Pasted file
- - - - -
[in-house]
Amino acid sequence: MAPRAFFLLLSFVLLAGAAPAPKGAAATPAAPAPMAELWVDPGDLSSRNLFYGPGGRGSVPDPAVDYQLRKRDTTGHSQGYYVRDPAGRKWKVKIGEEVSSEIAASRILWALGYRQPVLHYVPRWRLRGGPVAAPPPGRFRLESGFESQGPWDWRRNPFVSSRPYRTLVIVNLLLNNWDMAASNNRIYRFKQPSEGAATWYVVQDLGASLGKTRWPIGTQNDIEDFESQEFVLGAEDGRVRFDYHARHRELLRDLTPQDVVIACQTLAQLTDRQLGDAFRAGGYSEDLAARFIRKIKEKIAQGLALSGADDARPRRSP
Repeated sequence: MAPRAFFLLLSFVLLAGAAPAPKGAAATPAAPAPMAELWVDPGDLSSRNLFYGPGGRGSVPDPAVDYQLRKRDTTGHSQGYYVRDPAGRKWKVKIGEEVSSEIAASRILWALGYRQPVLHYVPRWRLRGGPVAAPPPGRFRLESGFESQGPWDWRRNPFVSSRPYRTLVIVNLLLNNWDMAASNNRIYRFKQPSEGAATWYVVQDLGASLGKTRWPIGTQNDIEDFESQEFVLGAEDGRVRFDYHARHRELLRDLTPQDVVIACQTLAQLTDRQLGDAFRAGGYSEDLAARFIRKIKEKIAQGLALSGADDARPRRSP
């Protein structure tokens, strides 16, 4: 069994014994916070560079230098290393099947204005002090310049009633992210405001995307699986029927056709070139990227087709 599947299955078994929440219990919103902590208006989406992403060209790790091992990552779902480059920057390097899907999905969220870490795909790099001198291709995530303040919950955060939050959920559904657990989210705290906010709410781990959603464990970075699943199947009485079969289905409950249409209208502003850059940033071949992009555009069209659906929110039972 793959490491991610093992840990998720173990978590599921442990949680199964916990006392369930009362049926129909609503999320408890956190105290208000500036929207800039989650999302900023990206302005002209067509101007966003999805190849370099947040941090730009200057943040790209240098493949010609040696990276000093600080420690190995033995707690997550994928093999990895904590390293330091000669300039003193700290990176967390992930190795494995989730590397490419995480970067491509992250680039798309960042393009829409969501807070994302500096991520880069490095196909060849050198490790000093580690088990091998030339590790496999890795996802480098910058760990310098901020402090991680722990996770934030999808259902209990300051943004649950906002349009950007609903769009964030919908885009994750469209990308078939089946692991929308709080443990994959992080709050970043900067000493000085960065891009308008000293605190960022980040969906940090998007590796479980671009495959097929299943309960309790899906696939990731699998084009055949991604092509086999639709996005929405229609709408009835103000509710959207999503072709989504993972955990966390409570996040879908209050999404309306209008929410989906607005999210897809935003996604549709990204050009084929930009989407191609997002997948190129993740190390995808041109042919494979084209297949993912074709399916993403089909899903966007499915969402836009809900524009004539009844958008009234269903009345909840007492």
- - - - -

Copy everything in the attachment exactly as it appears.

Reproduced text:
[in-house]
Amino acid sequence: MAPRAFFLLLSFVLLAGAAPAPKGAAATPAAPAPMAELWVDPGDLSSRNLFYGPGGRGSVPDPAVDYQLRKRDTTGHSQGYYVRDPAGRKWKVKIGEEVSSEIAASRILWALGYRQPVLHYVPRWRLRGGPVAAPPPGRFRLESGFESQGPWDWRRNPFVSSRPYRTLVIVNLLLNNWDMAASNNRIYRFKQPSEGAATWYVVQDLGASLGKTRWPIGTQNDIEDFESQEFVLGAEDGRVRFDYHARHRELLRDLTPQDVVIACQTLAQLTDRQLGDAFRAGGYSEDLAARFIRKIKEKIAQGLALSGADDARPRRSP
Repeated sequence: MAPRAFFLLLSFVLLAGAAPAPKGAAATPAAPAPMAELWVDPGDLSSRNLFYGPGGRGSVPDPAVDYQLRKRDTTGHSQGYYVRDPAGRKWKVKIGEEVSSEIAASRILWALGYRQPVLHYVPRWRLRGGPVAAPPPGRFRLESGFESQGPWDWRRNPFVSSRPYRTLVIVNLLLNNWDMAASNNRIYRFKQPSEGAATWYVVQDLGASLGKTRWPIGTQNDIEDFESQEFVLGAEDGRVRFDYHARHRELLRDLTPQDVVIACQTLAQLTDRQLGDAFRAGGYSEDLAARFIRKIKEKIAQGLALSGADDARPRRSP
């Protein structure tokens, strides 16, 4: 069994014994916070560079230098290393099947204005002090310049009633992210405001995307699986029927056709070139990227087709 599947299955078994929440219990919103902590208006989406992403060209790790091992990552779902480059920057390097899907999905969220870490795909790099001198291709995530303040919950955060939050959920559904657990989210705290906010709410781990959603464990970075699943199947009485079969289905409950249409209208502003850059940033071949992009555009069209659906929110039972 793959490491991610093992840990998720173990978590599921442990949680199964916990006392369930009362049926129909609503999320408890956190105290208000500036929207800039989650999302900023990206302005002209067509101007966003999805190849370099947040941090730009200057943040790209240098493949010609040696990276000093600080420690190995033995707690997550994928093999990895904590390293330091000669300039003193700290990176967390992930190795494995989730590397490419995480970067491509992250680039798309960042393009829409969501807070994302500096991520880069490095196909060849050198490790000093580690088990091998030339590790496999890795996802480098910058760990310098901020402090991680722990996770934030999808259902209990300051943004649950906002349009950007609903769009964030919908885009994750469209990308078939089946692991929308709080443990994959992080709050970043900067000493000085960065891009308008000293605190960022980040969906940090998007590796479980671009495959097929299943309960309790899906696939990731699998084009055949991604092509086999639709996005929405229609709408009835103000509710959207999503072709989504993972955990966390409570996040879908209050999404309306209008929410989906607005999210897809935003996604549709990204050009084929930009989407191609997002997948190129993740190390995808041109042919494979084209297949993912074709399916993403089909899903966007499915969402836009809900524009004539009844958008009234269903009345909840007492």